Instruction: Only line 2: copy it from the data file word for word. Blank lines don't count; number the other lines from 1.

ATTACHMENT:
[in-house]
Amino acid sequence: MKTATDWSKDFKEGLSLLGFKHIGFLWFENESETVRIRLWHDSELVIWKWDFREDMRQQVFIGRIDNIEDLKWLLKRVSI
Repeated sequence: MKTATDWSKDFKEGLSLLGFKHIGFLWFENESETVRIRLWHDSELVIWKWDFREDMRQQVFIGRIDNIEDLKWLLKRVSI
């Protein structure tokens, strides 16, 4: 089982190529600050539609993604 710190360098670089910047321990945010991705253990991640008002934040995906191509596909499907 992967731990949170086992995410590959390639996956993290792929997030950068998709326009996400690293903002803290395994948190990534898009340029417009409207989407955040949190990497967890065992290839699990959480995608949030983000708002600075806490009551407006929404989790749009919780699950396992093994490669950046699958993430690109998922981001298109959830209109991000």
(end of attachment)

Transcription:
Amino acid sequence: MKTATDWSKDFKEGLSLLGFKHIGFLWFENESETVRIRLWHDSELVIWKWDFREDMRQQVFIGRIDNIEDLKWLLKRVSI